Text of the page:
Working Paper
Records of medical malpractice litigation

A potential indicator of healthcare quality in China

Objective: To assess the characteristics and incidence of medical litigation in China and the potential usefulness of the records of such litigation as an indicator of healthcare quality.

Methods: We investigated 13,620 cases of medical malpractice litigation that ended between 2010 and 2015 and were reported to China’s Supreme Court. We categorized each case according to location of the court, the year the litigation ended, the medical specialization involved, the severity of the reported injury, the type of allegation raised by the plaintiff—including any alleged shortcomings in the healthcare received—and the outcome of the litigation.

Findings: The annual incidence of medical malpractice litigation increased from 75 in 2010 to 6,947 in 2014. Most cases related to general surgery (1,350 litigations), internal medicine (3,500 litigations), obstetrics and gynaecology (1,251 litigations) and orthopaedics (1,283 litigations). Most of the reported injuries were either minor (1,358 injuries) or fatal (4,111 deaths). The most frequent allegation was of lack of consent or notification (1,356 litigations), followed by misdiagnosis (1,172 litigations), delay in treatment (1,145 litigations) and alteration or forgery of medical records (975 litigations). Of the 11,014 plaintiffs with known litigation outcomes, 7,482 (67.9%) received monetary compensation.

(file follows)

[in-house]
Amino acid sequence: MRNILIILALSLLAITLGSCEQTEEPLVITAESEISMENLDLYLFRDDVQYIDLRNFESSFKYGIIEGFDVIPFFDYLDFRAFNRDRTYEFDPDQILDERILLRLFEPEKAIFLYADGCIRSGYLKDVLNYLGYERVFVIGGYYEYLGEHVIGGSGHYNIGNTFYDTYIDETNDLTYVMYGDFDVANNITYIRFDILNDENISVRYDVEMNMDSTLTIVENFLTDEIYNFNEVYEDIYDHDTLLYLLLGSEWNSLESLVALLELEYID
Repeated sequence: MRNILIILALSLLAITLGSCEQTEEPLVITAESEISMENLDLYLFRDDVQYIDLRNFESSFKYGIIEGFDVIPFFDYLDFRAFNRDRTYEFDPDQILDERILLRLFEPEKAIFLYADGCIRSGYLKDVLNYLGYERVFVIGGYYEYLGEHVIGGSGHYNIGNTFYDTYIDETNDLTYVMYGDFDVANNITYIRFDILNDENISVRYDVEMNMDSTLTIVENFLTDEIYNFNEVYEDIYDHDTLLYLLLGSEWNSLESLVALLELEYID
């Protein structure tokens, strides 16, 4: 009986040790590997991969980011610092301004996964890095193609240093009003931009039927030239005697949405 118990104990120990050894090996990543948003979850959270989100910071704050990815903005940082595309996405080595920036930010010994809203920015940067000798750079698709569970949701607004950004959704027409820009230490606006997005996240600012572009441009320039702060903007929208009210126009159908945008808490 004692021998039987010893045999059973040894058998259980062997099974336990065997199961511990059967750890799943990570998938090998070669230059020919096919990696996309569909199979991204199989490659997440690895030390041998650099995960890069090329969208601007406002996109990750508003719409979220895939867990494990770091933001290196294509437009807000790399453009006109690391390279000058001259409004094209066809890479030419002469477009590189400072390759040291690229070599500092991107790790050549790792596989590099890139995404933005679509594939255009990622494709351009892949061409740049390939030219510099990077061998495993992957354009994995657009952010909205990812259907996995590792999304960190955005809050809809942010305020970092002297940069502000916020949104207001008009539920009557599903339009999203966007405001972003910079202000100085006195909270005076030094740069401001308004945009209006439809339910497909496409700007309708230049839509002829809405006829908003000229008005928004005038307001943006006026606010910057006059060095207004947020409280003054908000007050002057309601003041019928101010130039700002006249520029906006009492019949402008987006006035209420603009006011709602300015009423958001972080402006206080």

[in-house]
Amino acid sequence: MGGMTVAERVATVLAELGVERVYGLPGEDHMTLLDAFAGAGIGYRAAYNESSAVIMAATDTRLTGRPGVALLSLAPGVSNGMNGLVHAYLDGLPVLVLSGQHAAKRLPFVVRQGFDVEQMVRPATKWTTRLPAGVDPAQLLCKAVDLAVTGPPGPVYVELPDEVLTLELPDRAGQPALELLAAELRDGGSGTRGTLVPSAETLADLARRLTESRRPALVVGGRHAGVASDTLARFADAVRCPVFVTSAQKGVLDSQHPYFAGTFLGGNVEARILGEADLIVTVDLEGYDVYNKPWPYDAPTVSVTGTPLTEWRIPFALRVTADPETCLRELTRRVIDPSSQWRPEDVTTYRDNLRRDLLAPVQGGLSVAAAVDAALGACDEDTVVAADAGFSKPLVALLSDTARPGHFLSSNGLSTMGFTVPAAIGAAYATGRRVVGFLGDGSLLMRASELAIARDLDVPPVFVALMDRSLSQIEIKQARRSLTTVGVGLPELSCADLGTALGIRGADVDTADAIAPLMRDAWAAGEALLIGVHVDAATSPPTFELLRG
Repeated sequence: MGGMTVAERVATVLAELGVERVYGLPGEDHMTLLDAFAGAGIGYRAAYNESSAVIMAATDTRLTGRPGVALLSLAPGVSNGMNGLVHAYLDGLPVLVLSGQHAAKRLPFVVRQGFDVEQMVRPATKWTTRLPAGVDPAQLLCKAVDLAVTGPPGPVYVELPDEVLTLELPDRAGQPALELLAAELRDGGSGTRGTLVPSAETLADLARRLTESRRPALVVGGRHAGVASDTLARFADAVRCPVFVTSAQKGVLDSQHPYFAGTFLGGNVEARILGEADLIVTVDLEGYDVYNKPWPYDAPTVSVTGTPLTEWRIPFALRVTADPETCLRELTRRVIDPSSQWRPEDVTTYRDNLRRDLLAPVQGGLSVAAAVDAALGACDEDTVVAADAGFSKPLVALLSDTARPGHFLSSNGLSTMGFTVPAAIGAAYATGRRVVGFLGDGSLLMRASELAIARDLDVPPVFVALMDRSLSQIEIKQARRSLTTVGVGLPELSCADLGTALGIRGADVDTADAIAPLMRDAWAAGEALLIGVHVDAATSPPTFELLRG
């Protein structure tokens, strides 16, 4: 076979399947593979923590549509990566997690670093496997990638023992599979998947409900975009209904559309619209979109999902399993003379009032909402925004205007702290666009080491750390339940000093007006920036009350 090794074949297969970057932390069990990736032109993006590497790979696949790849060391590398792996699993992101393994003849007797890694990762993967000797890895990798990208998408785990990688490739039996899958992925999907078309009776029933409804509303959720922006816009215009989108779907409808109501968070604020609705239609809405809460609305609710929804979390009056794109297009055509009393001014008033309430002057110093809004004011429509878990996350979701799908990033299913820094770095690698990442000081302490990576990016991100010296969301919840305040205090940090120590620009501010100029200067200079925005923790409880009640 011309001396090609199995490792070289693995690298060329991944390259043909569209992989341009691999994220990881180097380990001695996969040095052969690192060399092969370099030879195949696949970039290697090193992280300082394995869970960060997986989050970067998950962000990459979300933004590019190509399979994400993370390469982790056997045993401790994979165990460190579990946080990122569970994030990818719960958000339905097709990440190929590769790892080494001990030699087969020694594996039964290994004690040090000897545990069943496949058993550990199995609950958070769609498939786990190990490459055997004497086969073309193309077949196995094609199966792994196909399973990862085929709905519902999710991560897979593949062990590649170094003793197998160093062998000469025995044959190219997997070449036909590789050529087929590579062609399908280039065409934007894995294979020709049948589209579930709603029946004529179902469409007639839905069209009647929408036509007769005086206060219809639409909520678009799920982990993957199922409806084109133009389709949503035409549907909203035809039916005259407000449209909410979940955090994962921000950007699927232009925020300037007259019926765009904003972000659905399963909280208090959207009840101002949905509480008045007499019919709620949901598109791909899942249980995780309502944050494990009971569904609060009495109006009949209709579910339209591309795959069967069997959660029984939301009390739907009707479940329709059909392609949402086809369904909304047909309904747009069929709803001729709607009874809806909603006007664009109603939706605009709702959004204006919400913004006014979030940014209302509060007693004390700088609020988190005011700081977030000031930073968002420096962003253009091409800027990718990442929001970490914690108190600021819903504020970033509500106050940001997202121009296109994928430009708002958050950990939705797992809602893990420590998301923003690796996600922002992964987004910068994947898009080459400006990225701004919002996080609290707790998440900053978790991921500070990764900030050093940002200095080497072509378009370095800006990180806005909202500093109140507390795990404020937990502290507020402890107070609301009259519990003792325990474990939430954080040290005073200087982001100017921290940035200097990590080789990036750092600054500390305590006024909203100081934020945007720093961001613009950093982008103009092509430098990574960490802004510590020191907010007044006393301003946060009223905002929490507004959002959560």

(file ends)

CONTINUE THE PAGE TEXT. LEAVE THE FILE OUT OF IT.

Conclusion: Over our study period, the incidence of litigation over potential medical malpractice increased in China. As many of the cases related to alleged inadequacies in the quality of healthcare, records of medical malpractice litigation in China may be worth exploring as an indicator of healthcare quality.